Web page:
In the spring of 1915, following the Second Battle of Ypres, Canadian Lieutenant Colonel John McCrae was tending to the wounded and noticed a brilliant red patch of poppies blooming in the freshly broken soil of the battlefield. Amidst the carnage of a battle that claimed over 120,000 lives and left thousands maimed from artillery and gas attacks, he was struck by the resilient little weed’s ability to defy the destruction and persist with its bright red bloom. A defiant symbol of life. He was so moved he penned “In Flanders Fields.” Published later that year in Punch, a British weekly, his thoughts found their way into the homes of allied families across the Commonwealth and into American homes later in the war. While he never returned from France, John McCrae’s poem and the poppy became a near-universal symbol of remembrance for those lost in The Great War.
Celebrated since the end of the Civil War as Decoration Day, Memorial Day evolved into the modern federal holiday in 1968. Each year we honor those who gave the last full measure of devotion for their country and their comrades in arms. Its significance differs from individual to individual. I had the privilege of spending a decade serving as an active-duty Soldier during the Global War on Terror. My grandfathers served in World War II, Korea, and Vietnam. In my view, whether you sit on the right or the left, whether you and yours have been citizens for generations or are recent additions to the American family, Memorial Day is a chance for us all to remember a long, unbroken line of sacrifice to a novel ideal. An imperfect union and an ever-evolving experiment in self-government and human collaboration.
Throughout the year, I frequently remember specific brothers and sisters in arms. Young lives that touched my own and were cut short in places like Afghanistan, Iraq, and West Africa. I grieve their loss in different ways, and many Americans have their own list of names, photos, bracelets, and Gold Stars to remember others like them. The longest chapter in my war is slowly drawing to a quiet close in Afghanistan, and Memorial Day is approaching. Under the circumstances, I wish I had one last chance to speak with my fallen friends and ask them two questions: Why you and not me, and was it worth it?
I am left to search for those answers without their help, but Lieutenant Colonel McCrae’s poem gives them a voice today as it did over a century ago: “To you from failing hands we throw the torch; be yours to hold it high.” I’ve come to believe that we best remember those who have fallen and we earn their sacrifice through our contributions. I chose to leave active-duty service and find a new way to contribute, and it has, at times, been a tough transition. Having spent four of those six years working at NT Concepts, I have met some of the brightest technologists, engineers, leaders, and thinkers from this generation and the next, and it has opened my eyes to the different ways we each carry the torch. In this new century, the future belongs to those who can master technology and put it to positive effect. At my company, and among the broader industry, we work with people who bring real contributions to national security and intelligence problems. Many of these contributions will never be widely known. Their energy and their drive to contribute and serve are infectious and comforting to me.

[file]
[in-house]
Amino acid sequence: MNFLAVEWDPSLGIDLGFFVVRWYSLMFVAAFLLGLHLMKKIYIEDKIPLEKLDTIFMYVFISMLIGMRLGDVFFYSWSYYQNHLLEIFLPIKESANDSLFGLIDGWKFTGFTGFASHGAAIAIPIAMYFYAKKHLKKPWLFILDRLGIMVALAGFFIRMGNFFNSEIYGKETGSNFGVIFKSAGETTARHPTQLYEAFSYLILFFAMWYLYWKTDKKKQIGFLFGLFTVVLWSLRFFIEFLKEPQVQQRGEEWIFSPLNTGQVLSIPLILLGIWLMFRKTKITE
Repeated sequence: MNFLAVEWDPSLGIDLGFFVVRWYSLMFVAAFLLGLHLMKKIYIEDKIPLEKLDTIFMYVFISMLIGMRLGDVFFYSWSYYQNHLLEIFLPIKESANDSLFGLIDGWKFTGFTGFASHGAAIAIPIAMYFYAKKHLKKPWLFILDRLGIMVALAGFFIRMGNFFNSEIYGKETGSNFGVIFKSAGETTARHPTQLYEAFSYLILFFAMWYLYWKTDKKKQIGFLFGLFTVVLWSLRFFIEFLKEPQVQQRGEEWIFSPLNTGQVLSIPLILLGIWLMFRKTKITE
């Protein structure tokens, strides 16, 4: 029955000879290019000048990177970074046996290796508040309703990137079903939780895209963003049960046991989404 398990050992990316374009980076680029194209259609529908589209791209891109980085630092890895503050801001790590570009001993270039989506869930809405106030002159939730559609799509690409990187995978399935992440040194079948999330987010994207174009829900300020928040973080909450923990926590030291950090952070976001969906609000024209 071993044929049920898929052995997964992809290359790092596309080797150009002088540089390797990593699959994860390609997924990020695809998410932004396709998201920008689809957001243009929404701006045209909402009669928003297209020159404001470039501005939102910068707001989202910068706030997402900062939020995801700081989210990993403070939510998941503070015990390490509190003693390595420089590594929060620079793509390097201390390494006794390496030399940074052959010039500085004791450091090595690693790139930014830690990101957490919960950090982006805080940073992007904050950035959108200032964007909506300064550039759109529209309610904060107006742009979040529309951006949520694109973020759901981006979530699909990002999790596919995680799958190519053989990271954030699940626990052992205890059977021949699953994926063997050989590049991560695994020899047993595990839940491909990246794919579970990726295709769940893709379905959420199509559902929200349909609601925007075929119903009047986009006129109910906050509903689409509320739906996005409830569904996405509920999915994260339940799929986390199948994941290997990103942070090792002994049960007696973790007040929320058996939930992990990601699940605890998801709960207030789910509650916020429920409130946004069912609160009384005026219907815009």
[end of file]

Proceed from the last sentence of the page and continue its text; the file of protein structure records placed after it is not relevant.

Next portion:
Memorial Day is a day of celebration. Enjoy the renewed weather, the sounds and smells of early summer, and take the time to appreciate close friends and loved ones. I would ask, however, that you take a moment to reflect on how we have carried and will continue to carry the torch. We all wear multiple hats: parent, sibling, child, trusted friend, and professional. We are also all citizens. Regardless of political beliefs, economic means, education, or origin, we all share a collective debt to a group of men and women who freely traded their individual futures for ours. I firmly believe that if we could have that one last conversation with the fallen, they would want us to celebrate their sacrifice by living as much life as we can pack into the years they never got to see.
Service to—and celebration of—community is a core tenet of the culture here at NT Concepts. There is ongoing support needed for the families who have lost military service members. This year, our #NTC_GivesBack community is joining the Armed Forces Cycling Classic Challenge Ride to support military families who have lost an active-duty service member. Our employees, family, friends, and business colleagues will gather in Crystal City, VA, on June 5 to cycle past Arlington National Cemetery and the Pentagon to raise money for the Tragedy Assistance Program for Survivors (TAPS). TAPS provides comfort, care, and resources to all those grieving the death of a military loved one through a national peer support network and connection to grief resources, all at no cost to surviving families and loved ones. For more information on the good work of TAPS, visit their website at www.taps.org. You can support fund-raising efforts for this event by visiting our #NTC_GivesBack team site.